Journal of Information Ethics, Vol. 6, No. 2 (Fall 1997)
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About the Book
This is a single back issue only. To order a current subscription, or for more information, please visit the journal’s web page at www.mcfarlandpub.com/jie.
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About the Author(s)
Edited by Robert Hauptman
Format: softcover (6 x 9)
Table of Contents
Editorial: Speak Freely, While You Can 3
Publisher’s Comments 4
PsychInfo: How the Left Has Joined the Right in Opposing the First Amendment 5
Dangerous Ideas 10
Blue Pencil Blues: A Scholar’s Personal Memoir 13
The Conceits of Law and the Transmission of the Indecent, Obscene, and Ugly 23
Academia, Censorship, and the Internet 35
The Santa Rosa Case: Women-Only Forums on the Internet and the First Amendment 48
The First Amendment Is Not an Absolute Even on the Internet 64
Protecting Minors from Free Speech 67
Family Friendly Libraries vs. the American Library Association: A Test of Democracy 75
Article Alerts 94
About the Contributors 95
Book Reviews & Awards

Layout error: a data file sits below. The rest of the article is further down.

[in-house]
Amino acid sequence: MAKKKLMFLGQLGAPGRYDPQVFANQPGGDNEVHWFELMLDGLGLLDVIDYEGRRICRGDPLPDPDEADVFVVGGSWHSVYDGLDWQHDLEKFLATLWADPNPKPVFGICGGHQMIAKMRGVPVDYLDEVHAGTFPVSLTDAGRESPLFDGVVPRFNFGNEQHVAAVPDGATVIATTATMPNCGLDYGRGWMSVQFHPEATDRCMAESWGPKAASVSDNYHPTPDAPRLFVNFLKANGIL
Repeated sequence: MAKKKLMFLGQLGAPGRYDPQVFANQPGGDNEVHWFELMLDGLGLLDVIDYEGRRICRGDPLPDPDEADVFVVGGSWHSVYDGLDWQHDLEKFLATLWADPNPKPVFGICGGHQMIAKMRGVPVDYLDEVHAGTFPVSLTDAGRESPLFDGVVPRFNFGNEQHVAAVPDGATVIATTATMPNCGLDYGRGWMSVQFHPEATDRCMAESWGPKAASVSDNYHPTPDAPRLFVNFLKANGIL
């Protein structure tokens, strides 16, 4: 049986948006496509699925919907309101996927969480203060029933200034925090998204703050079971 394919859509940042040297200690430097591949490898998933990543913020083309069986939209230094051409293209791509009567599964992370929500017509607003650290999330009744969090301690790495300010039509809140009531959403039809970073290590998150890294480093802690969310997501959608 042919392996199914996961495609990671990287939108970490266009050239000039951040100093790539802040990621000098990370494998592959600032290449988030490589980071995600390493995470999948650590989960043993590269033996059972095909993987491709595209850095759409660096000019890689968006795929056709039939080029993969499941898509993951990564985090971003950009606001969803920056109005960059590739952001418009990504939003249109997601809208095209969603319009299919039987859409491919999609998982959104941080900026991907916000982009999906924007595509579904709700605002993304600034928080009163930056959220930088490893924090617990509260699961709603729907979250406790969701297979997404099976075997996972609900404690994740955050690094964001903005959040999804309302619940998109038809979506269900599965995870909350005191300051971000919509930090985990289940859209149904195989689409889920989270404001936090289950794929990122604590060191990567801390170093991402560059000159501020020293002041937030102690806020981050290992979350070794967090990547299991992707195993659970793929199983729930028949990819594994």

“the only periodical exclusively devoted to all of the issues…. Diverse topics”—Choice; “noteworthy for the currency of its subject…intellectually stimulating…a fine blend of the practical and theoretical…a valuable source”—Library Journal; “points to the need for thoughtful exploration of the place of information (and of librarians) in the good (‘ethical’) life, both at the individual and the social levels”—C&RL News; “interesting and informative”—SRRT Newsletter; “interesting mix of contributors…lengthy book reviews”—American Librarians; “welcome…interesting and thought-provoking…highly recommend it for all libraries”—ALR; “readable…important”—People’s Culture; “courageous”—Sipapu; “some of the sharpest and most stimulating essays on the subject…responds to a very real need in the field. …excellent coverage of this difficult and increasingly complicated subject…a valuable and practical tool”—InfoManage; “thought-provoking columns and articles in a readable style…useful to anyone concerned with information in society. …recommended”—Special Libraries; “strongly recommended”—Journal of Academic Librarianship; “carefully edited…provide[s] readers with full discussions on [the] issues”—Library and Information Science Annual; “well-written pieces by librarians and other scholars. This thought-provoking journal should be required reading for students in library and information science programs and by practitioners and policymakers”—Magazines for Libraries.